Dwyane Wade on parenting: 'Just listen to your kids'

Brian Sozzi

Similar to his playing days on the hardwood for the Miami Heat, retired NBA great Dwyane Wade finds himself taking a leadership position at a decisive moment in time.

And it’s on the topic of LGBTQ rights and how members of that community are viewed by others. It’s a community that Wade and his family are now a part of following his 12-year-old son Zion recently coming out as transgender.

“Zaya's always known she can come to me, you know? And I think that's one of the things I'm proud of as a father is that I've built an environment around my house that my kids should not be afraid to come and talk to me about real life, real issues. I'm not talking, you ain't got to tell me everything. But when it comes to things that, you know, affects you, come and sit down and talk to me and my wife,” Wade told Yahoo Finance ahead of the release of a his ESPN documentary “Life Unexpected” that airs on Feb. 23.

The documentary is an in-depth look at Wade’s rise from the tough streets of Chicago to star college basketball player at Marquette to three-time NBA champion as a member of the Miami Heat. Wade — a father to five children and husband to actress Gabrielle Union — also gives viewers an intimate look into his parenting life. Toward’s the end of the more than one-hour feature, Wade spotlights the start of Zion’s journey.

Zion now prefers to be identified as a she and goes by the name Zaya. The disclosure and openness by Wade, 37, on the topic has thrust him into the national spotlight on this important issue.

Miami Heat player Dwyane Wade and his wife Gabrielle Union-Wade acknowledge the cheers from the crowd during the second half of an NFL football game between the Miami Dolphins and the Chicago Bears in Miami Gardens, Fla. (AP Photo/Joel Auerbach, File)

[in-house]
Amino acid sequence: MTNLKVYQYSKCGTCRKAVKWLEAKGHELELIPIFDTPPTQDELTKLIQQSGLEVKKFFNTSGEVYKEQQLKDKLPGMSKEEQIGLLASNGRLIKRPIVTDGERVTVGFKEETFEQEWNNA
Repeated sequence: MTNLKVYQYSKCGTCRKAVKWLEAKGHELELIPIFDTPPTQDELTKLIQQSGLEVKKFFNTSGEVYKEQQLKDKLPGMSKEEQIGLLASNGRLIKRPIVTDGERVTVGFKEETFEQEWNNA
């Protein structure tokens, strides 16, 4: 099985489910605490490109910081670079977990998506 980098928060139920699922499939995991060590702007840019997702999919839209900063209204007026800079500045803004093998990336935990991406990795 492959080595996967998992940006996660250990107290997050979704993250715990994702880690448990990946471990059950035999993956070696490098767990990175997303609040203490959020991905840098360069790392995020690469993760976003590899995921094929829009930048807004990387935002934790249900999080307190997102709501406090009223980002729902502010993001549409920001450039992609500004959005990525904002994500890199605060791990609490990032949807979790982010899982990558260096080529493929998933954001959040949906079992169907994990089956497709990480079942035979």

Wade concedes that he is still learning about the subject as well. His advice to parents dealing with a similar discussion? Keep one’s mind open, listen and be as supportive as possible.

“I don't tell them anything. I mean if they want to sit down and have a conversation, I would tell them what I know as a supportive father. I'm still learning. I think the biggest thing I continue to say is like, it's OK to not know until you know. Once you know, now you can't go back,” Wade says.

Wade adds, “And it took for her to open my eyes up and mind up to that, once she found out that it's more to her than just either being gay or straight, you know? And finding like herself, you know, through research or through her friends. So I would just tell parents just to listen to your kids. Sit down and talk to them. And don't put your hopes or your fears on them.”

Brian Sozzi is an editor-at-large and co-anchor of The First Trade at Yahoo Finance. Watch The First Trade each day here at 9:00 a.m. ET or on Verizon FIOS channel 604. Follow Sozzi on Twitter @BrianSozzi and on LinkedIn.

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